Referring to FIG. 9, a separate blind copy reconsideration prompting dialog 204 includes a blind copy addressee list area 242, and yes and no buttons 244, 246. This type of dialog presents the blind copy addressees from the message and requests that the user reconsider including them. Like prompting the user to reconsider addressees and carbon copy addressees, prompting to the user to reconsider blind copy addressees can be beneficial because such accidental misaddressing of messages can have serious consequences, and is relatively common. For example, many mail programs allow the user to reuse messages to create new ones. But blind copies are often only appropriate for an initial communication, such as to indicate that a project has begun. By separately prompting the user for blind copies, the system can prevent the potentially harmful accidental reuse of the mail function's blind copy feature.

Referring to FIG. 10, a separate attachment reconsideration prompting dialog 206 includes an attachment list area 250, and yes, no, and open buttons 252, 254, 256. This type of dialog presents the names of the message attachments and requests that the user reconsider including them. Prompting the user to reconsider his or her attachments to a message can be beneficial because sending an attachment to the wrong addressee can have serious consequences. Such errors are common, however, because attachment icons can be overlooked, versions numbers can be confused, or attachments can be left on messages from earlier transactions.

Note that in many instances, the document title may also be insufficiently descriptive of the contents of the attachment, such as may be the case in a company that uses document numbers instead of descriptive document names. For this reason, the attachment dialog can also include an optional attachment previewing function. As shown in FIG. 2, the attachment previewing function can provide one or more attachment viewing windows that display the contents of the attachment. One or more attachment information display areas can also be associated with each attachment. These areas display information about the attachment, such as its name, creation date, modification date, and size. A scroll control can be provided to view additional attachment viewing windows and information display areas if there is not enough space to display them in the attachment reconsideration prompting dialog. Scroll controls can also be provided in the individual attachment viewing areas to allow the user to navigate within the attachments.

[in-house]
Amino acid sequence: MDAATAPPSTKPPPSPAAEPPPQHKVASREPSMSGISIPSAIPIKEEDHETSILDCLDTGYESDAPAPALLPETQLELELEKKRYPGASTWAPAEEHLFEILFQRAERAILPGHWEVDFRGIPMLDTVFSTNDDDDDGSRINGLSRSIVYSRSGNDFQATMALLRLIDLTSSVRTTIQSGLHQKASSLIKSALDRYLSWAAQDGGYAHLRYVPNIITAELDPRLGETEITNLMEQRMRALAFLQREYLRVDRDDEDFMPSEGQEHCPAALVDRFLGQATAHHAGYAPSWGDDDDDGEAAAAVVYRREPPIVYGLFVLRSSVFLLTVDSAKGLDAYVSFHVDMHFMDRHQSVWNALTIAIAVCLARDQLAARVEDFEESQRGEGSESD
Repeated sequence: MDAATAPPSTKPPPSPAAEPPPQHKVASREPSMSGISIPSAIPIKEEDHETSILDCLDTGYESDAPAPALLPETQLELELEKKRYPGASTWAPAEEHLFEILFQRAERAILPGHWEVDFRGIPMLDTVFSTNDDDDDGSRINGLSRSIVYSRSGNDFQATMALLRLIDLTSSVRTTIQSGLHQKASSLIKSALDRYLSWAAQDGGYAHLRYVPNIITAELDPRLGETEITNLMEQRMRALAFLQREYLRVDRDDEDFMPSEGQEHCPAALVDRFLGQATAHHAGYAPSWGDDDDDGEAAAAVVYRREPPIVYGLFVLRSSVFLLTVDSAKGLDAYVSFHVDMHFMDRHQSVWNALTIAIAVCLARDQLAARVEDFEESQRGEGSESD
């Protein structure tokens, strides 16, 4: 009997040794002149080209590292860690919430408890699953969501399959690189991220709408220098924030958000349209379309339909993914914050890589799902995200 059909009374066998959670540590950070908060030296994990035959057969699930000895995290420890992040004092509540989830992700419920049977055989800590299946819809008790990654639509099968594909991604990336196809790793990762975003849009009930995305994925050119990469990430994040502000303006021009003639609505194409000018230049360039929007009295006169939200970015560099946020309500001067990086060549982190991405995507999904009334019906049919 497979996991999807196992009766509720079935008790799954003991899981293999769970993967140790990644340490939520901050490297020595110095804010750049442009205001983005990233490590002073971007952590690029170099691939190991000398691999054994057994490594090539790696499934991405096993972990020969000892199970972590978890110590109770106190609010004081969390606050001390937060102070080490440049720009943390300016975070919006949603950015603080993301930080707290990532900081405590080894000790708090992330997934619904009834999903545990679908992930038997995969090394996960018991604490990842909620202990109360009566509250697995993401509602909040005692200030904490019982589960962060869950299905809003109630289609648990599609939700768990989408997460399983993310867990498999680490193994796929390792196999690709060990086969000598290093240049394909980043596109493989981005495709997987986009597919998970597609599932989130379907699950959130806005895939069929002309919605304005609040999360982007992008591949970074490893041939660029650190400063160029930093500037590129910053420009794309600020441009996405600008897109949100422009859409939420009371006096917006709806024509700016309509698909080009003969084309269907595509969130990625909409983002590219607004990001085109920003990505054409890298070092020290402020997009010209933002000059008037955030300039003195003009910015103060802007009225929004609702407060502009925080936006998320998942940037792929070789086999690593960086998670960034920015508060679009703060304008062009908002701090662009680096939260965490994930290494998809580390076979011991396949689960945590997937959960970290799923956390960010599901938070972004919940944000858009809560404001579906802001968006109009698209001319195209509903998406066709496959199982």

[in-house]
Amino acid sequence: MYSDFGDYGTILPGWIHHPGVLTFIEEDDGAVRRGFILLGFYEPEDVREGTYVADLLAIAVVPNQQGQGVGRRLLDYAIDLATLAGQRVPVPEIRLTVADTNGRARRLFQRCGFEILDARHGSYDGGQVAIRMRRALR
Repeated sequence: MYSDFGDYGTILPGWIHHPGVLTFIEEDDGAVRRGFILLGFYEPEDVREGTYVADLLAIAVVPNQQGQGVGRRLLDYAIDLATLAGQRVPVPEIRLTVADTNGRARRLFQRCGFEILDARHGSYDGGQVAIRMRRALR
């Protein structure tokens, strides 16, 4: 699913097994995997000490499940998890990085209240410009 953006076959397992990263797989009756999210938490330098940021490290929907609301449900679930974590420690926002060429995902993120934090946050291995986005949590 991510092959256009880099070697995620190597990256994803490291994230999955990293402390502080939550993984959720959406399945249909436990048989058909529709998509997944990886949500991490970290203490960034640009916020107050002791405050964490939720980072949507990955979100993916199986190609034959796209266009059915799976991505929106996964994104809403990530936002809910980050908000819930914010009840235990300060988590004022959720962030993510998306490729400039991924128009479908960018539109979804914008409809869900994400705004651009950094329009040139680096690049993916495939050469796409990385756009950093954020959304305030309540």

Referring to FIGS. 11 and 12, a separate spelling reconsideration prompting dialog 208 includes a spelling error list area 260, and yes and no buttons 262, 264. This type of dialog presents the results of a conventional spelling check to the user and prompts him or her to reconsider the spelling of misspelled words. This operation is different from other prompting dialogs presented by the system, in that the user is not prompted to reconsider the meaning of elements of his or her message, but simply alerted to the manner in which information is expressed. A separate grammar reconsideration prompting dialog 210 similarly includes a grammatical error list area 266, and yes and no buttons 268, 270. This type of dialog presents the results of a conventional grammar check to the user and prompts him or her to reconsider one or more grammatical constructions.

Referring to FIGS. 13 and 14, a separate sensitive language reconsideration prompting dialog 208 includes a sensitive language list area 272, and yes and no buttons 274, 276. This type of dialog presents potentially sensitive language detected by a filter to the user and requests that the user reconsider this language. If the user indicates that he or she would like to change the language, he or she can view the text in a separate message editing dialog 214 that highlights the sensitive language.

Sensitive language filtering can be performed by the prompting extension or by a third party program, and can even take place if no sensitive language prompting is enabled. Results from the filtering can then be feed back to the administrator to allow him or her to evaluate whether the user's profile should be changed. If an individual consistently uses obscene language, the administrator can mandate obscenity checking and/or make it a separate prompt.

The system can also monitor prompting results to allow the most effective prompting. Prompts where a particular user frequently reconsiders can then be mandated or made separate, and prompts where a user rarely reconsiders can be combined with other prompts or dropped. The adjustment of user profiles based on past filtering or prompting can be performed either manually or automatically.

Preferably, the types of language to be filtered can be customized to allow the system to filter any sensitive language on an organization-wide, group-wide, and/or user-specific basis. Thus in addition to obscene, insulting or other commonly offensive language, industry-specific or temporarily needed language can also be detected. For example, a medical organization might monitor for the names of narcotics and other DEA-regulated prescription drugs. A manufacturing company might monitor for the confidential names of products under development. And an organization might monitor for words such as “merger” during the confidential negotiation of a merger agreement. As used in this application, sensitive language can include any type of language that the organization or individual has an interest in monitoring, such as obscene, offensive, abusive, insulting, confidential, privileged, or otherwise objectionable or problematic materials.